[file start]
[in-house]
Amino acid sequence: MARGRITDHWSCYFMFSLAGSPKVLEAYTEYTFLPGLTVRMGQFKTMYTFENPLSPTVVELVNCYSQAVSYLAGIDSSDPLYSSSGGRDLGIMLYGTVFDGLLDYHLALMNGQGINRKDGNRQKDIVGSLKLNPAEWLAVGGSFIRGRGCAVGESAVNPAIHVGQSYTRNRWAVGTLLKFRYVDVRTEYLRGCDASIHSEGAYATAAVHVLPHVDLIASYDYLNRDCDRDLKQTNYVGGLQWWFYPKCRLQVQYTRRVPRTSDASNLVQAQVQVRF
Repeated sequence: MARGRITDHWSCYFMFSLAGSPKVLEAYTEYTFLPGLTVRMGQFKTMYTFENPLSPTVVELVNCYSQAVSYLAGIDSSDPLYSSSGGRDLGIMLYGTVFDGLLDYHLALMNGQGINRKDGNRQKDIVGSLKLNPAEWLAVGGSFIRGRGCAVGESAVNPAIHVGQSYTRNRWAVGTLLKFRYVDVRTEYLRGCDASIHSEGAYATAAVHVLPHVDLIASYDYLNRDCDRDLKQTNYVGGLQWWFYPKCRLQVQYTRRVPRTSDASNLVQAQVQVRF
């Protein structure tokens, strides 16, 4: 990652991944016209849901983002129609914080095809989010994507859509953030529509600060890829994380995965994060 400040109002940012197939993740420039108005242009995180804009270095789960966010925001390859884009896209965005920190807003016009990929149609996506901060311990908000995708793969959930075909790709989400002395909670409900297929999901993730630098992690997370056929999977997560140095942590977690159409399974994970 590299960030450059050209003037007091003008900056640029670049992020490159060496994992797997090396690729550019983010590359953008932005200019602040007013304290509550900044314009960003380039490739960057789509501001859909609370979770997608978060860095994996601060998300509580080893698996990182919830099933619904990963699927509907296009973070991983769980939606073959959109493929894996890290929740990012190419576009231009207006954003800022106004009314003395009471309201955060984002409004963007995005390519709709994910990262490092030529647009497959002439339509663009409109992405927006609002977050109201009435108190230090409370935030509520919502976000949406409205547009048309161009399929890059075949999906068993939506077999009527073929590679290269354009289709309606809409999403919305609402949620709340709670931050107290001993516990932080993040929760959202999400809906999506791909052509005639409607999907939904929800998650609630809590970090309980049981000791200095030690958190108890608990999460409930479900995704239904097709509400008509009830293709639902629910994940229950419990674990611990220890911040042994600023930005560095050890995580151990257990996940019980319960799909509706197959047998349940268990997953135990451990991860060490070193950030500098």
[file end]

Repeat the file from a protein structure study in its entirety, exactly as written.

[in-house]
Amino acid sequence: MARGRITDHWSCYFMFSLAGSPKVLEAYTEYTFLPGLTVRMGQFKTMYTFENPLSPTVVELVNCYSQAVSYLAGIDSSDPLYSSSGGRDLGIMLYGTVFDGLLDYHLALMNGQGINRKDGNRQKDIVGSLKLNPAEWLAVGGSFIRGRGCAVGESAVNPAIHVGQSYTRNRWAVGTLLKFRYVDVRTEYLRGCDASIHSEGAYATAAVHVLPHVDLIASYDYLNRDCDRDLKQTNYVGGLQWWFYPKCRLQVQYTRRVPRTSDASNLVQAQVQVRF
Repeated sequence: MARGRITDHWSCYFMFSLAGSPKVLEAYTEYTFLPGLTVRMGQFKTMYTFENPLSPTVVELVNCYSQAVSYLAGIDSSDPLYSSSGGRDLGIMLYGTVFDGLLDYHLALMNGQGINRKDGNRQKDIVGSLKLNPAEWLAVGGSFIRGRGCAVGESAVNPAIHVGQSYTRNRWAVGTLLKFRYVDVRTEYLRGCDASIHSEGAYATAAVHVLPHVDLIASYDYLNRDCDRDLKQTNYVGGLQWWFYPKCRLQVQYTRRVPRTSDASNLVQAQVQVRF
């Protein structure tokens, strides 16, 4: 990652991944016209849901983002129609914080095809989010994507859509953030529509600060890829994380995965994060 400040109002940012197939993740420039108005242009995180804009270095789960966010925001390859884009896209965005920190807003016009990929149609996506901060311990908000995708793969959930075909790709989400002395909670409900297929999901993730630098992690997370056929999977997560140095942590977690159409399974994970 590299960030450059050209003037007091003008900056640029670049992020490159060496994992797997090396690729550019983010590359953008932005200019602040007013304290509550900044314009960003380039490739960057789509501001859909609370979770997608978060860095994996601060998300509580080893698996990182919830099933619904990963699927509907296009973070991983769980939606073959959109493929894996890290929740990012190419576009231009207006954003800022106004009314003395009471309201955060984002409004963007995005390519709709994910990262490092030529647009497959002439339509663009409109992405927006609002977050109201009435108190230090409370935030509520919502976000949406409205547009048309161009399929890059075949999906068993939506077999009527073929590679290269354009289709309606809409999403919305609402949620709340709670931050107290001993516990932080993040929760959202999400809906999506791909052509005639409607999907939904929800998650609630809590970090309980049981000791200095030690958190108890608990999460409930479900995704239904097709509400008509009830293709639902629910994940229950419990674990611990220890911040042994600023930005560095050890995580151990257990996940019980319960799909509706197959047998349940268990997953135990451990991860060490070193950030500098």